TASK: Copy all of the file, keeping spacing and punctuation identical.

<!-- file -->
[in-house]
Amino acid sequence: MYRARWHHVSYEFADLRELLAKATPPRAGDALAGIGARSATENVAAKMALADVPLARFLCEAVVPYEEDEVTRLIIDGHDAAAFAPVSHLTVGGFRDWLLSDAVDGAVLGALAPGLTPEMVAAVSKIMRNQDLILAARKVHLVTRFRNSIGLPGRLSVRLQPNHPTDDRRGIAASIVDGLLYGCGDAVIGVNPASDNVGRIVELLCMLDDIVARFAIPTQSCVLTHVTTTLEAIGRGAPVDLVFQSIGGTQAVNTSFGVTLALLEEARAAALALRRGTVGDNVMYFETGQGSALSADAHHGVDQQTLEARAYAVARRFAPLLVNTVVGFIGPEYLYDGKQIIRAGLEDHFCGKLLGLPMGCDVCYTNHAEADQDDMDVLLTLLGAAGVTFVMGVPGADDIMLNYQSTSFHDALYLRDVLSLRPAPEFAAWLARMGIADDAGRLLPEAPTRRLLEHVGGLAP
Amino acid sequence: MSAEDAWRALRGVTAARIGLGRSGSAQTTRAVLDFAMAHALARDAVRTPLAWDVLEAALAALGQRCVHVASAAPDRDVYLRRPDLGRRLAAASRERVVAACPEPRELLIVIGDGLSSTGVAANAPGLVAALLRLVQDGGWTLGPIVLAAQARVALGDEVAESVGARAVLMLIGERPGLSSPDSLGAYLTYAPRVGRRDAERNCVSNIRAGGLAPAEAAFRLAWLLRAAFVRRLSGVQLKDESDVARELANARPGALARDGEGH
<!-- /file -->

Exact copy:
[in-house]
Amino acid sequence: MYRARWHHVSYEFADLRELLAKATPPRAGDALAGIGARSATENVAAKMALADVPLARFLCEAVVPYEEDEVTRLIIDGHDAAAFAPVSHLTVGGFRDWLLSDAVDGAVLGALAPGLTPEMVAAVSKIMRNQDLILAARKVHLVTRFRNSIGLPGRLSVRLQPNHPTDDRRGIAASIVDGLLYGCGDAVIGVNPASDNVGRIVELLCMLDDIVARFAIPTQSCVLTHVTTTLEAIGRGAPVDLVFQSIGGTQAVNTSFGVTLALLEEARAAALALRRGTVGDNVMYFETGQGSALSADAHHGVDQQTLEARAYAVARRFAPLLVNTVVGFIGPEYLYDGKQIIRAGLEDHFCGKLLGLPMGCDVCYTNHAEADQDDMDVLLTLLGAAGVTFVMGVPGADDIMLNYQSTSFHDALYLRDVLSLRPAPEFAAWLARMGIADDAGRLLPEAPTRRLLEHVGGLAP
Amino acid sequence: MSAEDAWRALRGVTAARIGLGRSGSAQTTRAVLDFAMAHALARDAVRTPLAWDVLEAALAALGQRCVHVASAAPDRDVYLRRPDLGRRLAAASRERVVAACPEPRELLIVIGDGLSSTGVAANAPGLVAALLRLVQDGGWTLGPIVLAAQARVALGDEVAESVGARAVLMLIGERPGLSSPDSLGAYLTYAPRVGRRDAERNCVSNIRAGGLAPAEAAFRLAWLLRAAFVRRLSGVQLKDESDVARELANARPGALARDGEGH